Our $79,000 Clean Water Partnership Grant expired on April 10, 2001 after 3 years, plus 1 year's extension. We will give a full accounting in a later issue of DLN once all the numbers are in. For now, suffice it to say two things. First, we made a purchase at the last moment and second, we got another grant.
Before the grant expired there was some $20,000 (rough guess) of unspent funds. Those monies were originally ear-marked for projects in the Wheeler-Schultz-Hubbard chain of lakes, the sloughs identified as the preponderate source of nutrients by the Phase 1 Diagnostic Feasibility Study. The ideas was to draw down the water in those sloughs in order to kill the carp that spawn and winter there, rooting out the beneficial vegetation that filters some of the nutrients out of the water. Once the carp were gone, the idea went, the native grasses would have an opportunity to reestablish themselves.
Unfortunately, despite the best efforts of Roger Rasmussen and Kevin Gruenhagen, the project did not get off the ground approvals were slow in coming and the cost was exceedingly steep, maybe $50,000. We finally just ran out of winter, as long as it may have seemed to many. The good news, however, is that the water level in the sloughs was very low, the winter very cold, the snow cover very high and the dissolved oxygen barely above zero. Nature may have accomplished what man could not.
Furthermore, DNR Spicer came up with another idea. They suggested that the association purchase some special equipment we could use next year to control the carp and pay for it with some of the unused grant funds. The equipment consists of (1) a bubble aerator which would disperse any pockets of oxygen existing under the ice, thus suffocating any surviving carp, (2) a beavertail outboard motor with a long shaft that could be run in shallow water such as a slough, and (3) a generator (as electrical outlets tend to be scarce on lakes and sloughs). The total cost is about $6,000, a fraction what the drawdown would have cost. Furthermore, the drawdown idea would have meant pumping nutrient rich water into Diamond Lake. This method avoids dumping the water into Diamond, and allows us to do the kill more than one year at no additional cost. Besides, there was no assurance that the drawdown would work; what if the favorable vegetation didn't reassert itself before the carp found their way back into the sloughs?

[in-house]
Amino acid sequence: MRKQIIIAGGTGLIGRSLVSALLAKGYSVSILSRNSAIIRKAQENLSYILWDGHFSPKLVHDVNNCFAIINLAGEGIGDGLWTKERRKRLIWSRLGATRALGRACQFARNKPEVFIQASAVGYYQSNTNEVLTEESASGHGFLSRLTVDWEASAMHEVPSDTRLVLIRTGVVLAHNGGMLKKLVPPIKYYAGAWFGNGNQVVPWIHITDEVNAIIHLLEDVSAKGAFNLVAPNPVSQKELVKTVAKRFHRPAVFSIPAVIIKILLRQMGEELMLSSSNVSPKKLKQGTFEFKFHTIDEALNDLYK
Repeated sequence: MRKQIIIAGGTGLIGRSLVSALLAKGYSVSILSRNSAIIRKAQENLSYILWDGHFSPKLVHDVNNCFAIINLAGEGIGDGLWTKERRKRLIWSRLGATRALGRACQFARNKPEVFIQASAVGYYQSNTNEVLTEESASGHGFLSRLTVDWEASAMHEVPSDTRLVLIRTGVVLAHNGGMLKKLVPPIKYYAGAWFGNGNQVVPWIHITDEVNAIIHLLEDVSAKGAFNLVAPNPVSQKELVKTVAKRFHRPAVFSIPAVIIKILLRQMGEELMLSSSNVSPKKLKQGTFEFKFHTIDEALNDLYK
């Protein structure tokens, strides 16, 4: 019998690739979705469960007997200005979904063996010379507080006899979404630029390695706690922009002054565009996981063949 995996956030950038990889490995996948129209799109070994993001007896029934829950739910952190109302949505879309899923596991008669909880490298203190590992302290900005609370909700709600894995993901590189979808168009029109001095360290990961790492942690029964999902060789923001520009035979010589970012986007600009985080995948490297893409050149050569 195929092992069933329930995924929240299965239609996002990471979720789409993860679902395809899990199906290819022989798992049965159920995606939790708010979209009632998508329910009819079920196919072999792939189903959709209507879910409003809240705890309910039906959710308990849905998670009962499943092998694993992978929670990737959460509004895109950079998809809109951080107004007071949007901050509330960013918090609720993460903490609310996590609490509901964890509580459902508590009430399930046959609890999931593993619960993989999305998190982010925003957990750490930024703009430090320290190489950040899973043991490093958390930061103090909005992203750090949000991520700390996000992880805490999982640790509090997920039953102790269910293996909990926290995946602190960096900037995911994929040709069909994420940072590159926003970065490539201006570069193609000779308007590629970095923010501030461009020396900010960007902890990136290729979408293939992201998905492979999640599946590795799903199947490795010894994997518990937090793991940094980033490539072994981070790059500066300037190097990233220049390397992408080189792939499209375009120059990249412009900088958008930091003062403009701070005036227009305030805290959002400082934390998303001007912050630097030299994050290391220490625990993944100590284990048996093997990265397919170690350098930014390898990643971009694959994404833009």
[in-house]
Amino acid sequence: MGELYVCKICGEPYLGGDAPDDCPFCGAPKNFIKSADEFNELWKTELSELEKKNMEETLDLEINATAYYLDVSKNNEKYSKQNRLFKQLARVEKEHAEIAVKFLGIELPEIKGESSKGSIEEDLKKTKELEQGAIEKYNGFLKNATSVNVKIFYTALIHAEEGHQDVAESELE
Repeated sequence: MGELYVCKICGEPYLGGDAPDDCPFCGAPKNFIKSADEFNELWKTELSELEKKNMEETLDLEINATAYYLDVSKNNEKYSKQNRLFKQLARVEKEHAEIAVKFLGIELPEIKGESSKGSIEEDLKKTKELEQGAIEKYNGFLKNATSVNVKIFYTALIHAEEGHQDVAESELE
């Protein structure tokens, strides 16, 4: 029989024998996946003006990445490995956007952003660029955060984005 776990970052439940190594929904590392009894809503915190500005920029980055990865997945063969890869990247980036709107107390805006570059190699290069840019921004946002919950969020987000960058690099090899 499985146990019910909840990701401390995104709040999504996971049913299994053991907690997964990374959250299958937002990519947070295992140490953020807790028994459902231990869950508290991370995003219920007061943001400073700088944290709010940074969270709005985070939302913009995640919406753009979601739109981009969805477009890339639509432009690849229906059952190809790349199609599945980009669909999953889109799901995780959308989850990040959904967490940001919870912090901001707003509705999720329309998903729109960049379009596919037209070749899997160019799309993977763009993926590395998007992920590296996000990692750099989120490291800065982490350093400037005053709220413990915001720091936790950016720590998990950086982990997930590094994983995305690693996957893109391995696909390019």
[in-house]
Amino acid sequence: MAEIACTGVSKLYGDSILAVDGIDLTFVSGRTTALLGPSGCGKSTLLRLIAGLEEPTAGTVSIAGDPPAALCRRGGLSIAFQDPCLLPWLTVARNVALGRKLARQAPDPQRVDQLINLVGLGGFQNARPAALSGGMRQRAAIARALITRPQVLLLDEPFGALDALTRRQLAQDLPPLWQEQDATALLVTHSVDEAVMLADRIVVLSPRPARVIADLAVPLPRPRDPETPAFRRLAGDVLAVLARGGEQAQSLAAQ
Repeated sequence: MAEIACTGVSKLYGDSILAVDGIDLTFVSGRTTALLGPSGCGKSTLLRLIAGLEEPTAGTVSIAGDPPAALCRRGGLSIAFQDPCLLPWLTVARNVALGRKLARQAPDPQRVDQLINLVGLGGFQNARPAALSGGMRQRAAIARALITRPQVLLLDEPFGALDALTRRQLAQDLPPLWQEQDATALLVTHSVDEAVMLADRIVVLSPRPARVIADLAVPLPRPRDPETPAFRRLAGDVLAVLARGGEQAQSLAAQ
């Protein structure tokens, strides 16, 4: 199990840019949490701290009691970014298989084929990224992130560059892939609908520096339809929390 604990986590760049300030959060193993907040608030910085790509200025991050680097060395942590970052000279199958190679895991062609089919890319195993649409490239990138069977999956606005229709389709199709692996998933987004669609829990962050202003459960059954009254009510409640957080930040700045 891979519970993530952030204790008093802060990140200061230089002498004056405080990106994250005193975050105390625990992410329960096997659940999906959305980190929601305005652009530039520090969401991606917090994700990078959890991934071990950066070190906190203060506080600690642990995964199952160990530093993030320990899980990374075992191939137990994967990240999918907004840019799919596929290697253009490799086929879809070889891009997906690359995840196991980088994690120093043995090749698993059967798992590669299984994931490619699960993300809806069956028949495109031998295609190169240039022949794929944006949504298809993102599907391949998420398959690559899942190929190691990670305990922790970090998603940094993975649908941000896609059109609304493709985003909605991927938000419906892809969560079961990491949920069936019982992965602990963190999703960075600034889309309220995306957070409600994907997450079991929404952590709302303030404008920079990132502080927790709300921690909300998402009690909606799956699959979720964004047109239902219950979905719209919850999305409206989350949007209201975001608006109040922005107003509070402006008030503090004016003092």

The DNR will store and maintain the equipment for us. It will be available for other uses on other lakes, thereby getting more use than if only earmarked for Diamond Lake. We can consider ourselves benefactors of other lakes besides our own.
As for the new grant, we applied for a continuation and received a $25,000 matching grant to run 3 years to April 11, 2004. We are now in the process of drawing up plans for expending the funds. Do you have any good ideas?
Remember, if you fertilize, look for bags without phosphorous. It contributes to algae blooms when it winds up in the lake. Phosphorous is the middle number on the fertilizer bag formula, and should show zero, as in xx-0-xx. Our 2000 study of lake property soil samples showed that of 62 samples only 4 were low in phosphorous! If you don't know where you stand, contact Eco-Agri of Willmar (235-3927) for $12.25 you can get the job done.
Bob Meyerson has a wealth of materials I his office (next to the Atwater State Bank) relating to lake matters and welcomes your inquiries. Materials include: lake studies, the underwater video, past issues of Diamond Lake News, information about invasive exotic plants and species and more. He's usually in his office on Fridays.
Annual Meeting: 9am Saturday, August 18, 2001 at the Community Park Shelter.
We need newsletter articles and/or other ideas for our next issue. Please submit to the Editor, DLKN, Box 755, Atwater, MN 56209.
Induced Winterkill of Lakes and Ponds
by Bruce Gilbertson, Area Fisheries Supervisor,
Minnesota Department of Natural Resources
Winterkill of fish in shallow lakes and ponds in our area has naturally occurred for thousands of years. Recent human efforts have concentrated on preventing the kill of fish through the use of aeration systems. Some area lakes where this has been successfully done are Willmar, Foot, Long, Ringo and Wagonga Lakes. Partial winterkills tend to kill gamefish first, leaving shallow lakes with fish populations dominated by undesirable fish such as carp and bullheads. They can adversely affect water quality by grazing desirable rooted aquatic plants and stirring up sediments.